The Vein Care Pavilion of the South, commonly known as the Vein Guys, grew out of the desire of vascular surgeon Steven Roth to have his own vein care facility. Roth, born in Pittsburgh and trained in Virginia, became interested in minimally invasive vein procedures.
Roth was one of five company members of the Vein Guys killed in a plane crash Wednesday night near the Thomson-McDuffie County Airport.
In a 2007 article in the journal Surgical Clinics of North America, Roth described how radiofrequency ablation, or using high-frequency energy delivered via a catheter, could be used to close off veins (usually in the leg) that were preventing blood from circulating properly, without the surgical complications of earlier procedures.
Roth, who joined the University Hospital staff in May 2000, started the company in 2004 with Dr. Keith Davis, a plastic surgeon who died in 2010.
Davis had been operating the Plastic Surgery Pavilion of the South in Evans, and it became the Vein Care Pavilion of the South when it began to focus more on vein closure procedures.
The Vein Guys now has four doctors and more than a dozen support staff, with offices in the Nashville, Tenn.; Raleigh, N.C.; and Atlanta metro areas. According to the company’s Web site, it was planning to open an office in the Memphis, Tenn., metro area this year.
To accommodate the patient traffic, the company moved into larger quarters in Evans in 2012 and in Nashville in 2011.
Ownership of Vein Guys became part of a legal dispute after Davis died in January 2010, according to court documents. Davis and Roth formed their partnership in 2004, splitting profits equally.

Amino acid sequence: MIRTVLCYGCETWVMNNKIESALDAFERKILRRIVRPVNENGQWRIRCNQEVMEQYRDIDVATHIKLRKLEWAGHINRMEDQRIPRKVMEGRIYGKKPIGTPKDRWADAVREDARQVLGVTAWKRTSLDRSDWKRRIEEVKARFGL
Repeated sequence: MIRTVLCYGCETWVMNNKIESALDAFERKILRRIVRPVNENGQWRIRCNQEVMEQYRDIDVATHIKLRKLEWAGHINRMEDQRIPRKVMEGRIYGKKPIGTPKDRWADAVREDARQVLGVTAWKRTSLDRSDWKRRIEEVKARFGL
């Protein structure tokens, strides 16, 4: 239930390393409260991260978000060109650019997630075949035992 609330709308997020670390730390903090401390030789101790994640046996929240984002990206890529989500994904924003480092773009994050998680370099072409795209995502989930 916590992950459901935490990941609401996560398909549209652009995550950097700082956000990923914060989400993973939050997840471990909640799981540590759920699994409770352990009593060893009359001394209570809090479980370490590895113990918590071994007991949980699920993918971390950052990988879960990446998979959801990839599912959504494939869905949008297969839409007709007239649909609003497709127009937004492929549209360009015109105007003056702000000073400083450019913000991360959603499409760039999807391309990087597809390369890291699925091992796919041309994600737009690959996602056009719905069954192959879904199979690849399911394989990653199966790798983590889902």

On Dec. 3, 2010, Roth filed suit in Columbia County Superior Court seeking a declaratory judgment. He contended the operating agreement between the partners allowed him to buy out Davis’ widow, Lori. The two sides in the lawsuit also disputed what Davis’ estate was entitled to collect as a final profit while the partnership remains in effect.
Lori Davis contended that Roth’s accountant’s determination of the fair market value of the company, $2,578,693 in 2010, was unreasonable. On behalf the estate, she also contended that Roth collected $4,747,422 in profits in 2010 and 2011 when he valued her husband’s share at just under $1.44 million.
Judge J. David Roper sided with Roth on the issue of the company’s fair market value, saying the evaluation was properly done. An appeal of Roper’s ruling on that decision is pending before the Georgia Court of Appeals.
Also in dispute was the value of the airplane that crashed Wednesday. Roth contended it was worth $1.3 million, but that he and Dr. Davis were personally and equally liable for a $1.4 million lien on the plane. He contended Davis’ widow should be responsible for $50,000 toward the debt.
Staff writer Sandy Hodson contributed to this article.